Serum Protein Analysis of Nurse Sharks

Leila AtallahBenson, Liza Merly, Carolyn Cray, Neil Hammerschlag

Research output: Contribution to journalArticlepeer-review

4 Scopus citations


Serum protein electrophoresis (EPH) is used to assess relative concentrations of blood proteins in clinical and biological studies. Serum EPH fractions have been determined for elasmobranchs using mammalian albumin, alpha 1-, alpha 2-, beta-, and gamma-globulin fractions, and have been deemed fractions 1 through 5, respectively. However, serum EPH fraction concentration reference intervals (RIs) have not been widely established for different elasmobranch species. In this study, RIs for fractions 1 through 5 were determined from 45 wild-caught Nurse Sharks Ginglymostoma cirratum (27 females and 23 males) in South Florida. Serum samples were isolated from whole blood following caudal venipuncture. Body condition was also measured in the field to assess the relative health of the individuals sampled. There was no relationship between body condition and serum EPH fraction concentrations. In addition, there was no difference in body condition or serum EPH fraction concentrations between females and males. Total solids and total protein values were significantly different (P < 0.001). Nurse Shark serum EPH fraction 1 was found within the mammalian albumin migrating band distance and was negligible. Fraction 2 showed no peak in the mammalian alpha 1-globulin range. A thin, medium peak in the mammalian alpha 2-globulin range represented fraction 3. In the mammalian beta-globulin range, fraction 4 consisted of the majority of protein observed. It was represented by a smooth, broad peak. A short, medium broad peak in the mammalian gamma-globulin range represented fraction 5. The Nurse Shark serum EPH fraction RIs provided in this study may be utilized to clinically evaluate the health of Nurse Sharks in captivity and in the wild, and to compare the health of their populations around the world experiencing various anthropogenic stressors and other environmental impacts.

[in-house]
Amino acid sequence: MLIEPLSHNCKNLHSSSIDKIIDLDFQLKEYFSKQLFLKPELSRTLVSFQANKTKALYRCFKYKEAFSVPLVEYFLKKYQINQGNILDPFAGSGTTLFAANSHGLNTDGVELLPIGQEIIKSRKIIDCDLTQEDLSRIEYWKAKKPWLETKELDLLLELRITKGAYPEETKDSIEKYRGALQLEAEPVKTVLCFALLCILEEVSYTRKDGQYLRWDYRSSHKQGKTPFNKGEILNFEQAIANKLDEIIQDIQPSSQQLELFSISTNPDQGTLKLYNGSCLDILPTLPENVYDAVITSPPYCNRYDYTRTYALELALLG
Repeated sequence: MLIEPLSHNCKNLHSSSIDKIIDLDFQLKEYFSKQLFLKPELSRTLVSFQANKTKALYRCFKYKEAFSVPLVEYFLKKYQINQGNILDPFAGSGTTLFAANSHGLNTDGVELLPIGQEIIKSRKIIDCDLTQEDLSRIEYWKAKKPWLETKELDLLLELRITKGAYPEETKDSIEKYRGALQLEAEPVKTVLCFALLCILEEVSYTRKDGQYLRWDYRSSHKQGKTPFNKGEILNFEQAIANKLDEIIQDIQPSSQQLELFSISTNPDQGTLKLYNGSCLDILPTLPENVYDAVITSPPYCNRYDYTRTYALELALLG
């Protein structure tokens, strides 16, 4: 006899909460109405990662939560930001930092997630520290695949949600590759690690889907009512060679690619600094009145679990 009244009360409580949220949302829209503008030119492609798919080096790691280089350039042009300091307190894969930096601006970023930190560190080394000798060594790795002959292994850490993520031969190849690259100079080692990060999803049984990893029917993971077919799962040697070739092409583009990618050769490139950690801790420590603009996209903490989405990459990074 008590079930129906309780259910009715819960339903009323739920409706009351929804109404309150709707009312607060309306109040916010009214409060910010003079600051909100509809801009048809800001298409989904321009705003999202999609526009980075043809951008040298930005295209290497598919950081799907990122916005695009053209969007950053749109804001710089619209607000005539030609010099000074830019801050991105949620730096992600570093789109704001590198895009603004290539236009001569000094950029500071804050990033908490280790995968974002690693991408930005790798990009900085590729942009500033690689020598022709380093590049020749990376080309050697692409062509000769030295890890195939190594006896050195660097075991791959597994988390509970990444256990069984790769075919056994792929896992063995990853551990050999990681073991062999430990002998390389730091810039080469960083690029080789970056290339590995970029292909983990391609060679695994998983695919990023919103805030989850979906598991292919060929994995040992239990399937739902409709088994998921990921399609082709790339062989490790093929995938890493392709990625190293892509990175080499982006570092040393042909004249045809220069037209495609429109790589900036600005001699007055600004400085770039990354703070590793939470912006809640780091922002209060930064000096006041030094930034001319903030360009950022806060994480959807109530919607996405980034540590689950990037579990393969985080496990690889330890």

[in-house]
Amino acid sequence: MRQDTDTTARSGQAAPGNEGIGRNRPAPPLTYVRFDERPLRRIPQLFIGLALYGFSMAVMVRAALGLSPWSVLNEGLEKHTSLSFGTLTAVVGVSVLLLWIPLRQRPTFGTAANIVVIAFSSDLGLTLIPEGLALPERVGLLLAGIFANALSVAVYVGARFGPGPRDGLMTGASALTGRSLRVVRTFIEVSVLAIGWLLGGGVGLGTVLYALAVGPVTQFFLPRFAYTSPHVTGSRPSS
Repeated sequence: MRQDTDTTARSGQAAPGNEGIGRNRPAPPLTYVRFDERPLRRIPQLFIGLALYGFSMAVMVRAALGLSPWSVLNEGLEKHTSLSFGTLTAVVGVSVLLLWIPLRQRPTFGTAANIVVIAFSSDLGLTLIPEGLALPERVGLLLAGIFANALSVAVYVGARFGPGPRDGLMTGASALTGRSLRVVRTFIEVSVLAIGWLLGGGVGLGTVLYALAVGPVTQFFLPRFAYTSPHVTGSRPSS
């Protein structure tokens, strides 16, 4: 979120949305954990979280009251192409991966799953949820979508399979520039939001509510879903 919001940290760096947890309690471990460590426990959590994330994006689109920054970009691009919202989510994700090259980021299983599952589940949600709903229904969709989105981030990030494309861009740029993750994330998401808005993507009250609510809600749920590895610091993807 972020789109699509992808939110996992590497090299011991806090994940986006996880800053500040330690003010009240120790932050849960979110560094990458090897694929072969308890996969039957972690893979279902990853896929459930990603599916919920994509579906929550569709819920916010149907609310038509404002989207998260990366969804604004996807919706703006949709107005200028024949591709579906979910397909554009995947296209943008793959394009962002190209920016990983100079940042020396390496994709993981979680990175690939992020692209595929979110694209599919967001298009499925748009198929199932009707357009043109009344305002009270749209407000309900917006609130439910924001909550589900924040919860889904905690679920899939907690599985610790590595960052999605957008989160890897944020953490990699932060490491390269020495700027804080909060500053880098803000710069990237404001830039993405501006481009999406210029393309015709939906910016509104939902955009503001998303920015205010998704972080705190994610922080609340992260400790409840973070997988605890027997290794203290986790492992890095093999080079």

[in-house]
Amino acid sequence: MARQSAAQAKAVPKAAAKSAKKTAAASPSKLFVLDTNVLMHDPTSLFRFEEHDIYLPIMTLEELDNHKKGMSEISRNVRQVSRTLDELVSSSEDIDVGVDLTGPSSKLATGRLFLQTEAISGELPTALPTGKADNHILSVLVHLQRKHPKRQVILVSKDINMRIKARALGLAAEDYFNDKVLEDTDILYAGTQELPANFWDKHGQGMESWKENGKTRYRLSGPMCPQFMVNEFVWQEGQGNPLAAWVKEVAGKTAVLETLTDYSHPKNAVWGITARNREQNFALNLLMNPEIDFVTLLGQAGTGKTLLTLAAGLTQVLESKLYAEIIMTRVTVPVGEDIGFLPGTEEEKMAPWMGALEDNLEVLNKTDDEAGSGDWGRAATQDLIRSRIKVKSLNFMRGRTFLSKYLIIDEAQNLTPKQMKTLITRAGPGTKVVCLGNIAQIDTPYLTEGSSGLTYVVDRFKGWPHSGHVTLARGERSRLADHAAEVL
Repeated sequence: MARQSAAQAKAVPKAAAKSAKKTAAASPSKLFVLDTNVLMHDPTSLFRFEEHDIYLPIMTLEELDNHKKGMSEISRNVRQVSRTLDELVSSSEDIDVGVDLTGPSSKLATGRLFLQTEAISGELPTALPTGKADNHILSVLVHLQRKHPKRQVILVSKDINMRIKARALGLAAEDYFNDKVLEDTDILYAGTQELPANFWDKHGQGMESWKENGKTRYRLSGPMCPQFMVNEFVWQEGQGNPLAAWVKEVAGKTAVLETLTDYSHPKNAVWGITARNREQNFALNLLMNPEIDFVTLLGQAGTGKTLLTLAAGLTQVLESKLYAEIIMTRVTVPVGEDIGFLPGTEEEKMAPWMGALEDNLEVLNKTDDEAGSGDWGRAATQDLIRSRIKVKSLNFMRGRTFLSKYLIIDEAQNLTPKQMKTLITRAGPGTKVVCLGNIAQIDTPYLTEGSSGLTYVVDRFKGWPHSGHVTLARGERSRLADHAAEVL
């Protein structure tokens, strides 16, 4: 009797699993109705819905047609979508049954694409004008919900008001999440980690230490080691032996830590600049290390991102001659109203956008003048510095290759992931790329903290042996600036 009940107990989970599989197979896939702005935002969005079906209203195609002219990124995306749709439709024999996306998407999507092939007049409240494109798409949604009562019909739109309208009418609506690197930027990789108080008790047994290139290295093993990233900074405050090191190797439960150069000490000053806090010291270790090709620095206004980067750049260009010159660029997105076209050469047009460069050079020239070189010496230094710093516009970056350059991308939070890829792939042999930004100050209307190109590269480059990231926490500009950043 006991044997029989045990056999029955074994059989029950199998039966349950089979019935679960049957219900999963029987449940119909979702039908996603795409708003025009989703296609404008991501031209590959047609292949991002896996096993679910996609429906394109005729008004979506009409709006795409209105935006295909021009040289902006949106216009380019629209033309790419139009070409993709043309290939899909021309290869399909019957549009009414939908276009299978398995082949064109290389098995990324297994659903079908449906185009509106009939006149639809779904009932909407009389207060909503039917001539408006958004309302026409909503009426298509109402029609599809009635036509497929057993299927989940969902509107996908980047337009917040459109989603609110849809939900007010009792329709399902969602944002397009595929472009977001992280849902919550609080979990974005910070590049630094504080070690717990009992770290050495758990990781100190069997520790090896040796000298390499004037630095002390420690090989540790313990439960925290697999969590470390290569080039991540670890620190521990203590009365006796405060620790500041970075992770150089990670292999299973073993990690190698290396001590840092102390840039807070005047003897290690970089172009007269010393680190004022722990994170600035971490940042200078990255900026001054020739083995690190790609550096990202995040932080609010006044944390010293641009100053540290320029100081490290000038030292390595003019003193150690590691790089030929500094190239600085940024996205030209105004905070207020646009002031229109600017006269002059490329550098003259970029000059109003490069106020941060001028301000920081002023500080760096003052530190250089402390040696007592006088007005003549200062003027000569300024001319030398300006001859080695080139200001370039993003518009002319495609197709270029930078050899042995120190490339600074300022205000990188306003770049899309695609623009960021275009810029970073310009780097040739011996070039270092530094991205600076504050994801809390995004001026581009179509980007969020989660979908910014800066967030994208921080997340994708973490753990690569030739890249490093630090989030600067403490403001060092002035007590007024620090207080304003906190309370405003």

Original languageEnglish (US)
Pages (from-to)77-82
Number of pages6
JournalJournal of Aquatic Animal Health
Issue number2
StatePublished - Jun 1 2020

ASJC Scopus subject areas

  • Aquatic Science


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